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MONKEYPOX (MPV)

Para información en español, llame 360-728-2218, visita este sitio o este sitio.

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Monkeypox is a disease caused by a virus. Health officials are tracking a global outbreak of monkeypox in 2022. Monkeypox has been identified in many countries that do not normally report monkeypox, including the United States.

Kitsap vaccination clinics:

Kitsap Public Health is offering monkeypox vaccination every Wednesday and Thursday in Bremerton. See our vaccine clinic calendar for details or to book an appointment. For more information, call 360-728-2007 or email immunizations@kitsappublichealth.org.

Kitsap Public Health ofrece vacunación contra la viruela del mono todos los miércoles y jueves en Bremerton. Consulte el calendario de nuestra clínica de vacunas para obtener más detalles o para reservar una cita. Para obtener más información, llame al 360-728-2218 o envíe un correo electrónico a immunizations@kitsappublichealth.org.

Fact sheets and resources:

Outbreak updates:

Kitsap Public Health District updates:

Resources for Kitsap healthcare providers:

 

What is monkeypox and why is it a public health concern?

Monkeypox virus is part of the same family of viruses as variola virus, the virus that causes smallpox. Monkeypox symptoms are similar to smallpox symptoms, but milder. Monkeypox is rarely fatal. Monkeypox is being reported this year in countries that do not normally report monkeypox cases, including the United States. Monkeypox cases have been reported in several Washington counties, with the majority reported in King County.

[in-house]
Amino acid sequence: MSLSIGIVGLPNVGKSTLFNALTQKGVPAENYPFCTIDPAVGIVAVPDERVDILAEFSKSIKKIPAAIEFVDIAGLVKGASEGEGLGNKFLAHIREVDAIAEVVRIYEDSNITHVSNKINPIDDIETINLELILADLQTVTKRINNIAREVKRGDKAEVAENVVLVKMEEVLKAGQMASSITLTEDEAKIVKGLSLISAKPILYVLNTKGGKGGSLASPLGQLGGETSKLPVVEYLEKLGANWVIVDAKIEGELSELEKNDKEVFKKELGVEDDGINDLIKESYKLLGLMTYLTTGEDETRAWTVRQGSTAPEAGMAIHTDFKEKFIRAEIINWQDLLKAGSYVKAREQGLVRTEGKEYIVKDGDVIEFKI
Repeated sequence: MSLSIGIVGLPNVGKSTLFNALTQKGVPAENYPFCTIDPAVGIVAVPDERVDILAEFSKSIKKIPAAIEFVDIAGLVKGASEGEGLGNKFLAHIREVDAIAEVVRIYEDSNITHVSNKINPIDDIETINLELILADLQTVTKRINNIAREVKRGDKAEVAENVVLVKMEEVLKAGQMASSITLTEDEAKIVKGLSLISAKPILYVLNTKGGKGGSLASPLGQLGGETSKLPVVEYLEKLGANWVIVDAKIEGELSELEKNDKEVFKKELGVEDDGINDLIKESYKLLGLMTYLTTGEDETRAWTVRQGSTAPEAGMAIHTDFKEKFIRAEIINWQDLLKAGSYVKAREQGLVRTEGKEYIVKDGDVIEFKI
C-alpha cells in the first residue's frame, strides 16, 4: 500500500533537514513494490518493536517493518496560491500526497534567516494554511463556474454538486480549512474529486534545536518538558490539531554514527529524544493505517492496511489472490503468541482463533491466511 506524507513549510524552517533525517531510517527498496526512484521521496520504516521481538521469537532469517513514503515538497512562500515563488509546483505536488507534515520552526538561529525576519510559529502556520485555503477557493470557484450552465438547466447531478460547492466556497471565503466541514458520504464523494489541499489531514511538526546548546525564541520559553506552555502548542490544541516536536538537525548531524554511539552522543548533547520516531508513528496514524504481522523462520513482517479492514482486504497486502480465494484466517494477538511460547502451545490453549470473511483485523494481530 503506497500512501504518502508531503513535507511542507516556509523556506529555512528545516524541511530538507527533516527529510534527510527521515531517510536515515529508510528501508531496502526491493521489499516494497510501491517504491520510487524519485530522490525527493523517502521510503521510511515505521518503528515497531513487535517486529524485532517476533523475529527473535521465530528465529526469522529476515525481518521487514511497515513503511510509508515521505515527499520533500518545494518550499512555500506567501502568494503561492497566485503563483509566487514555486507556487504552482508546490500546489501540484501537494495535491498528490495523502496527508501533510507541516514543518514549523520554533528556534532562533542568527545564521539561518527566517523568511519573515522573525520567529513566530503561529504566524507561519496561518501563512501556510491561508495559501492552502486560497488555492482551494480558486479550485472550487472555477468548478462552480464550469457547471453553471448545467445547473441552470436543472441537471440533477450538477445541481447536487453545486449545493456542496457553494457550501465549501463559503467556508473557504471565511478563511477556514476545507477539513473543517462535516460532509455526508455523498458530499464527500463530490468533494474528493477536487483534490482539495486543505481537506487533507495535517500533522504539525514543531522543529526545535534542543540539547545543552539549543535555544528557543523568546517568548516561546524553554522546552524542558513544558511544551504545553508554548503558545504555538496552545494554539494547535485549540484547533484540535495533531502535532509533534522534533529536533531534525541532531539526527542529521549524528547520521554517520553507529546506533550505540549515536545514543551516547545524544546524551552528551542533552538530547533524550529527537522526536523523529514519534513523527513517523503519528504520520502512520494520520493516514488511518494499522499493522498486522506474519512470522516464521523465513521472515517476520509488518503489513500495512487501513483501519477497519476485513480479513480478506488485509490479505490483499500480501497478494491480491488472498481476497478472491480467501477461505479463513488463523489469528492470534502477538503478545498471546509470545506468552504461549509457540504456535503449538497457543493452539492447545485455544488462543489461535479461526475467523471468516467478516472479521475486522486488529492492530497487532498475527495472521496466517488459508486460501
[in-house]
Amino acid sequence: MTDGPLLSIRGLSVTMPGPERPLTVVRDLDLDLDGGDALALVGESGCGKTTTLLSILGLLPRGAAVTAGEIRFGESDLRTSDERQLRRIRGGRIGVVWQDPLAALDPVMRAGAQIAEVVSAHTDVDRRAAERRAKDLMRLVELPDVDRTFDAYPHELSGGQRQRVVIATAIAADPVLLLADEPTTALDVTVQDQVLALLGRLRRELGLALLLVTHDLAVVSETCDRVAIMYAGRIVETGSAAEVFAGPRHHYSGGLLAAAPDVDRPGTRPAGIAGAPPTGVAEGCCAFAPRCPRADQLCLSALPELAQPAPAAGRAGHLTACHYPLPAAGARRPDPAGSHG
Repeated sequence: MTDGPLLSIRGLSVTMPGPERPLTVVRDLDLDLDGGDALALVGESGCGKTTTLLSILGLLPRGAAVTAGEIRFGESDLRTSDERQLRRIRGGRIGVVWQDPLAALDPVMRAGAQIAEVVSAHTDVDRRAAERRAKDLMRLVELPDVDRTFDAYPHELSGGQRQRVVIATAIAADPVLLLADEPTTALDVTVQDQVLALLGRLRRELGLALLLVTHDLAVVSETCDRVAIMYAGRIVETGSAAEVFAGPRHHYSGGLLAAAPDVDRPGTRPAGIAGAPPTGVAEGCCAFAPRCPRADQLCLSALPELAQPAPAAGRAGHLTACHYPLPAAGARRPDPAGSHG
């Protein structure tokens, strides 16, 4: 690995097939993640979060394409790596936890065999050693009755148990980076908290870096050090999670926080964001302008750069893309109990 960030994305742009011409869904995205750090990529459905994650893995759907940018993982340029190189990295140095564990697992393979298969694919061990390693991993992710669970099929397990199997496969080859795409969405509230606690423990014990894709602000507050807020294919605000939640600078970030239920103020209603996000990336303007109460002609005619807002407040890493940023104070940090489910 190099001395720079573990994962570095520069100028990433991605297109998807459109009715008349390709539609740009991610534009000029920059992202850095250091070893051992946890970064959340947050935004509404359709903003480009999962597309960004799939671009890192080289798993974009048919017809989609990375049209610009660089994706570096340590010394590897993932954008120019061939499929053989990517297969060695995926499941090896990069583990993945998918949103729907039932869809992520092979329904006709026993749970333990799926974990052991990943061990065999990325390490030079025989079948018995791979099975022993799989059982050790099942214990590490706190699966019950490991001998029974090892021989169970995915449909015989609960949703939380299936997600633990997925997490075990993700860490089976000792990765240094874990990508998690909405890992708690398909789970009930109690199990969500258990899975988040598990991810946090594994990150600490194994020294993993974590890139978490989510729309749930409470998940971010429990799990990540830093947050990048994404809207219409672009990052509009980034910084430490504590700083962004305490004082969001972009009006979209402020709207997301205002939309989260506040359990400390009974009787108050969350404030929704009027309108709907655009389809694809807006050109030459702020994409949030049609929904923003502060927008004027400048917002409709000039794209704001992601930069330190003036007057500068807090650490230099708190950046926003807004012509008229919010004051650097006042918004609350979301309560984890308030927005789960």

How serious is it?

Most people recover in two to four weeks. Monkeypox can cause serious illness, especially in people who are immunocompromised, children, and people who are pregnant.

How does monkeypox spread?

The monkeypox virus is most often spread through close, skin-to-skin contact with someone who has monkeypox (usually contact with a rash, sores or scabs from a person with monkeypox). Monkeypox can also spread through respiratory droplets or saliva during face-to-face contact, such as kissing, or contact with items such as clothing or bedding used by someone with monkeypox.
Anyone can get monkeypox. According to the CDC, many cases report having sustained physical contact with people who have monkeypox symptoms. While many of those affected in current outbreaks are gay, bisexual, or other men who have sex with men, anyone who has been in close contact with someone who has monkeypox can get the illness. Learn more about monkeypox prevention and sexual health.

What are the symptoms of monkeypox?

Symptoms can include a rash or sores that can look like pimples or blisters (see image below). The rash can appear anywhere on the body. 
Flu-like symptoms, such as fever, chills, headaches or muscle aches, swollen glands, and exhaustion can occur before a rash or sores appear. 
Learn more about identifying monkeypox.

How to protect yourself and others

  • Avoid skin-to-skin contact with people who have symptoms similar to monkeypox, especially a rash or sores.  
  • If you develop an unexplained rash or sores similar to monkeypox, contact a healthcare provider as soon as possible and avoid physical contact with others.

Is there a vaccine for monkeypox?

The JYNNEOS vaccine is approved for prevention of monkeypox disease. Vaccine supplies are limited. Vaccination is being prioritized for people who have had close contact with monkeypox cases and other groups that are at high risk for infection. See the vaccination section at the top of this page for updates on local vaccination clinics.

 

More resources

 CONTACT: pio@kitsappublichealth.org

 

 

 


 


 

 

 


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